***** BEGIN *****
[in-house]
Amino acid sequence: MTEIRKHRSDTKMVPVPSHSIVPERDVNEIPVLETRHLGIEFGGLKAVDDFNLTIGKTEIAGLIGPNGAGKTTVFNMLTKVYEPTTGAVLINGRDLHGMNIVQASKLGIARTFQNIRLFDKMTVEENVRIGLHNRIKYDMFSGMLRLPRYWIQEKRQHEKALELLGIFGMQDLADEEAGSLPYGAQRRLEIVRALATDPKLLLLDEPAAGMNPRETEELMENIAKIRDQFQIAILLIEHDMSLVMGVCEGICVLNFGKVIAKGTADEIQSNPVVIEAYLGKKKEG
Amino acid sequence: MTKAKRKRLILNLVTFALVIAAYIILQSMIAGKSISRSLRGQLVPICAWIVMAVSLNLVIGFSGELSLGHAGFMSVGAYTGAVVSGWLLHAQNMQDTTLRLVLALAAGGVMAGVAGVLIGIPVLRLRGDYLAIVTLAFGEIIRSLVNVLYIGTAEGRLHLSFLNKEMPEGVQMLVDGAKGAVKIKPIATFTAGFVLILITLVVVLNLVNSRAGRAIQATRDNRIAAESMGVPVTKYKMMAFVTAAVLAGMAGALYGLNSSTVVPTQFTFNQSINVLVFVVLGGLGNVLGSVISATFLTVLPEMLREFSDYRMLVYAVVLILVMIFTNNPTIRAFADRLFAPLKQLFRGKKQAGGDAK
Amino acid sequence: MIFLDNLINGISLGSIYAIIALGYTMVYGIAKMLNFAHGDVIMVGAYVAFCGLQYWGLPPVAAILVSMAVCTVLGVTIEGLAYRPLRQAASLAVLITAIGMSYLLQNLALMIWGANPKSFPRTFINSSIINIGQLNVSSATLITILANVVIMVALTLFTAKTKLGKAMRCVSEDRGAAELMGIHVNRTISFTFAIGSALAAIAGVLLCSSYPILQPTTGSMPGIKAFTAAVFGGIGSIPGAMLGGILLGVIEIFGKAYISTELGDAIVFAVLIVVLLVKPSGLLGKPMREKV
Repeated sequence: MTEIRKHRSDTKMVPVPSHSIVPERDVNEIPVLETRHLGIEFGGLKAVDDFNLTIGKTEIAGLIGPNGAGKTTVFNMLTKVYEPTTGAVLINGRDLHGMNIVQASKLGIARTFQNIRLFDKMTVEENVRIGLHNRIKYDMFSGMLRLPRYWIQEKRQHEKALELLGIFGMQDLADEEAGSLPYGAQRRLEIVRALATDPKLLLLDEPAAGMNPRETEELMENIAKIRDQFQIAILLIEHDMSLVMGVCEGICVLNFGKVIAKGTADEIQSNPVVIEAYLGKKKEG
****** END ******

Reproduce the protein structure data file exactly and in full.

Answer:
[in-house]
Amino acid sequence: MTEIRKHRSDTKMVPVPSHSIVPERDVNEIPVLETRHLGIEFGGLKAVDDFNLTIGKTEIAGLIGPNGAGKTTVFNMLTKVYEPTTGAVLINGRDLHGMNIVQASKLGIARTFQNIRLFDKMTVEENVRIGLHNRIKYDMFSGMLRLPRYWIQEKRQHEKALELLGIFGMQDLADEEAGSLPYGAQRRLEIVRALATDPKLLLLDEPAAGMNPRETEELMENIAKIRDQFQIAILLIEHDMSLVMGVCEGICVLNFGKVIAKGTADEIQSNPVVIEAYLGKKKEG
Amino acid sequence: MTKAKRKRLILNLVTFALVIAAYIILQSMIAGKSISRSLRGQLVPICAWIVMAVSLNLVIGFSGELSLGHAGFMSVGAYTGAVVSGWLLHAQNMQDTTLRLVLALAAGGVMAGVAGVLIGIPVLRLRGDYLAIVTLAFGEIIRSLVNVLYIGTAEGRLHLSFLNKEMPEGVQMLVDGAKGAVKIKPIATFTAGFVLILITLVVVLNLVNSRAGRAIQATRDNRIAAESMGVPVTKYKMMAFVTAAVLAGMAGALYGLNSSTVVPTQFTFNQSINVLVFVVLGGLGNVLGSVISATFLTVLPEMLREFSDYRMLVYAVVLILVMIFTNNPTIRAFADRLFAPLKQLFRGKKQAGGDAK
Amino acid sequence: MIFLDNLINGISLGSIYAIIALGYTMVYGIAKMLNFAHGDVIMVGAYVAFCGLQYWGLPPVAAILVSMAVCTVLGVTIEGLAYRPLRQAASLAVLITAIGMSYLLQNLALMIWGANPKSFPRTFINSSIINIGQLNVSSATLITILANVVIMVALTLFTAKTKLGKAMRCVSEDRGAAELMGIHVNRTISFTFAIGSALAAIAGVLLCSSYPILQPTTGSMPGIKAFTAAVFGGIGSIPGAMLGGILLGVIEIFGKAYISTELGDAIVFAVLIVVLLVKPSGLLGKPMREKV
Repeated sequence: MTEIRKHRSDTKMVPVPSHSIVPERDVNEIPVLETRHLGIEFGGLKAVDDFNLTIGKTEIAGLIGPNGAGKTTVFNMLTKVYEPTTGAVLINGRDLHGMNIVQASKLGIARTFQNIRLFDKMTVEENVRIGLHNRIKYDMFSGMLRLPRYWIQEKRQHEKALELLGIFGMQDLADEEAGSLPYGAQRRLEIVRALATDPKLLLLDEPAAGMNPRETEELMENIAKIRDQFQIAILLIEHDMSLVMGVCEGICVLNFGKVIAKGTADEIQSNPVVIEAYLGKKKEG